• fill propane tanks for the gas grill
  • coal  and wood for the smoker and BBQ for OUTDOOR USE ONLY. f
  • food in the fridge
  • food for the snowbanks for extra freezer space
  • Talk to your neighbors about shared snow blower projects. I take ours, MONGO, for a walk around the sidewalks of our two-block loop of neighbors. Now some of the younger stronger neighbors do the same, and we often wake up, after sleeping-in thanks to the snow, find our walk cleared and not under a foot of snow. Thanks! Neighbors!
  • first aid kits which include super glue!
  • refresh first aid kits
  • shake off the trees during the storm
  • find neighbors with snow blowers and start early and often
  • fire extinguishers in several places inside and out, including near the stove, BBQ, front door, back door, kitchen, bedroom, and fireplace/woodburner.
  • Of course no using generators indoors!! CO Carbon monoxide is not our friend in the house and not a great friend outdoors.
  • Emergency Contact List.  Keep a list of important phone numbers, such as those of family members, close friends, and emergency services
  • proper boots and proper clothes with
    • goggles
    • a substantial knife carried on your belt
    • matches
    • whistle w/ caution, as some are loud enough to cause hearing damage. Remember that while you can blow a whistle for along time, you cannot shout for all that long, and not all that loudly to begin with.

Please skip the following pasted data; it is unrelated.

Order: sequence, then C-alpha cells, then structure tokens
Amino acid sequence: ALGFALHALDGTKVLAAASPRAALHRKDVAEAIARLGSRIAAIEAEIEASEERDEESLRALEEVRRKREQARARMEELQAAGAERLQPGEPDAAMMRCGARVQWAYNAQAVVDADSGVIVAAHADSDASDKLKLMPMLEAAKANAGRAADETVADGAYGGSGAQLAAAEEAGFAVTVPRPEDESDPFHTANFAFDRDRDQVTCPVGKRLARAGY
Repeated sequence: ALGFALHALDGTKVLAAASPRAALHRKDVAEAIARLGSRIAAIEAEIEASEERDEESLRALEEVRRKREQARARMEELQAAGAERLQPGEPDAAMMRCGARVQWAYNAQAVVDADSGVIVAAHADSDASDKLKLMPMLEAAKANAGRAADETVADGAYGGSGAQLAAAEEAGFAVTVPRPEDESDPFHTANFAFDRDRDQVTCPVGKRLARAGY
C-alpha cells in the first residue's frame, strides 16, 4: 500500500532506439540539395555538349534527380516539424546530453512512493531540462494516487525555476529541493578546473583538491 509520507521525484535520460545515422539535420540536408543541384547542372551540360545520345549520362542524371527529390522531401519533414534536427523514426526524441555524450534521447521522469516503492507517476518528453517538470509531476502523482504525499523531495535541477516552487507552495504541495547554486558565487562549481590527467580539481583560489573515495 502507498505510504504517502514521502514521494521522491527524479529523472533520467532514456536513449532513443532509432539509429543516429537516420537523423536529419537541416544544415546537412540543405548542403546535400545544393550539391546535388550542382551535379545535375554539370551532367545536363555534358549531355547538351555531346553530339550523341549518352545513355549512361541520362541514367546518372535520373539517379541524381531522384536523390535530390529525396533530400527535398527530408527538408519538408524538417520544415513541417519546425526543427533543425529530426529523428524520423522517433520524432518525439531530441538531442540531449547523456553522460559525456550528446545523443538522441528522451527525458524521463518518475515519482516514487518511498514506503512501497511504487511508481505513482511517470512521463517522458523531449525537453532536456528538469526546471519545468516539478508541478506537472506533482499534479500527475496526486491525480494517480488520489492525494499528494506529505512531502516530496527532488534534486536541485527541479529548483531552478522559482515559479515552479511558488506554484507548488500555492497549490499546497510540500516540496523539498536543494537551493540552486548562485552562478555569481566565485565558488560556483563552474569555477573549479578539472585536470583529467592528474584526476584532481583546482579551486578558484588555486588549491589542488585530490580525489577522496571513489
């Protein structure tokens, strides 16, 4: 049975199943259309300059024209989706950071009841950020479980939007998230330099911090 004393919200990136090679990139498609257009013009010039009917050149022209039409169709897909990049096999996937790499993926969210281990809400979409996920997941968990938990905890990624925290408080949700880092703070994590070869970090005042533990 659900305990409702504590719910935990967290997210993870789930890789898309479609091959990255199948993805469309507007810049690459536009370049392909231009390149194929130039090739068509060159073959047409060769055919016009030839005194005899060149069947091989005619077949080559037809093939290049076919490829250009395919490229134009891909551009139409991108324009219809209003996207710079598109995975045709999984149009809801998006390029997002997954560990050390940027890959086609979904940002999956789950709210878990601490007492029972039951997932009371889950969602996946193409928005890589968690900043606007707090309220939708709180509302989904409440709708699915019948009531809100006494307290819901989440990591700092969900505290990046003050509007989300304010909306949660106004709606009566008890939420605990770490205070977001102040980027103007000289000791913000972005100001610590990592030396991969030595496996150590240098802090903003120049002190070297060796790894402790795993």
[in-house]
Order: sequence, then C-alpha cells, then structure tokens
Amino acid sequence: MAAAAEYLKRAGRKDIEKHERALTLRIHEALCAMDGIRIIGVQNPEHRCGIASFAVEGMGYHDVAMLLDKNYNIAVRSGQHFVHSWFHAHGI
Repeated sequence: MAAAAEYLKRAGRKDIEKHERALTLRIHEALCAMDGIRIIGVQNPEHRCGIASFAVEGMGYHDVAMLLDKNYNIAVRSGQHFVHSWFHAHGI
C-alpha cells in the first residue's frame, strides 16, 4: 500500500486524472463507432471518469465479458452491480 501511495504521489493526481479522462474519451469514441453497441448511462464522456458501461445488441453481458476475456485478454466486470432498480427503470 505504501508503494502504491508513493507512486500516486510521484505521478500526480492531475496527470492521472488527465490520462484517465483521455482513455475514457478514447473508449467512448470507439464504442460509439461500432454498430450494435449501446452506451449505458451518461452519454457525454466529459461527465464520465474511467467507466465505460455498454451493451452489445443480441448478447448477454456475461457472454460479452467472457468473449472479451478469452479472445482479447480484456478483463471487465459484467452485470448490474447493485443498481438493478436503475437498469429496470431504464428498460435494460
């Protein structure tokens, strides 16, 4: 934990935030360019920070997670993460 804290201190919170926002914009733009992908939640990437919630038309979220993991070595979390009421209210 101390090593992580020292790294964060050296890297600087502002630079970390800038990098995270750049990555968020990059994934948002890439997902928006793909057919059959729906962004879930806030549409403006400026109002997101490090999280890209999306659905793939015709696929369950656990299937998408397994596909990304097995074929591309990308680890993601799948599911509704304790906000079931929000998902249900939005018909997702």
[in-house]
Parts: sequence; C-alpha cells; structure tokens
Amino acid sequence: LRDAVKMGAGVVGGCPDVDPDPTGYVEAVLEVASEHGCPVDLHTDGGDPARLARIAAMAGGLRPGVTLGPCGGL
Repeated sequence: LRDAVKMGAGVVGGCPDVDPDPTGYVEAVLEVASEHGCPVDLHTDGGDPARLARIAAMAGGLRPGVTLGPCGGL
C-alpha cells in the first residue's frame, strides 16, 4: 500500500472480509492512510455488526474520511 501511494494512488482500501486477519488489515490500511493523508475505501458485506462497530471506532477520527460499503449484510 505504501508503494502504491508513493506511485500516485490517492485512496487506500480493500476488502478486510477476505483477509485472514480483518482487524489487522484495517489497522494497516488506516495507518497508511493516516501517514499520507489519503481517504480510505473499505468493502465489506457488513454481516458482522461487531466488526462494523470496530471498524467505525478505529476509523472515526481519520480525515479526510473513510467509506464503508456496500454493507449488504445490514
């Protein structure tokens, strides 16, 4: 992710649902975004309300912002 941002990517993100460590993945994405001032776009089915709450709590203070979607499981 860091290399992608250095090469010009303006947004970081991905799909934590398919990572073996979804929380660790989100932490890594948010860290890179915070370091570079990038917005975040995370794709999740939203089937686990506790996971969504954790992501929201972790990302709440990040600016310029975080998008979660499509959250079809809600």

• no exposed skin. USE a scarf, hat, and sunscreen when it’s time as the clouds break and you venture outside.grayscale photography of four men walking on snow
  • and finally, most important, by the time you finish completing the items on this list, the snow will have ended and it will be spring!
  • Bad news!!! Amazon deliveries, USPS, UPS and FedEx will be impacted and may deliver hours or weeks late! So do what I do: Order early and order often!

Remember March and April, our counter-intuitively snowiest months.

Think about where you want to leave your car. hopefully not on the streets. Plows and sleds and cars will hit it. Have a full gas tank, (generally a great idea) get a big roast beef and a turkey and a pork roast to brine and smoke them together. This works with vegetables also, an canned and frozen might be in season. Cook IN THE YARD, not inside if the normal stove is unpowered or ungassed. Death by carbon monoxide is a very real winter phenomenon.  Large things that require chilling or freezing get stored in the snow.

Stay warm and dry. Enjoy the quiet time. Snow days have been a blessing to children and adults alike since my birth in the last century. Keep them fun! Keep yourself safe. And as always enjoy being in Boulder. What fun is a snowstorm in Boulder if you’re in Costa Rica? Do not answer that question!

stay safe and warm!

Lenny Lensworth Frieling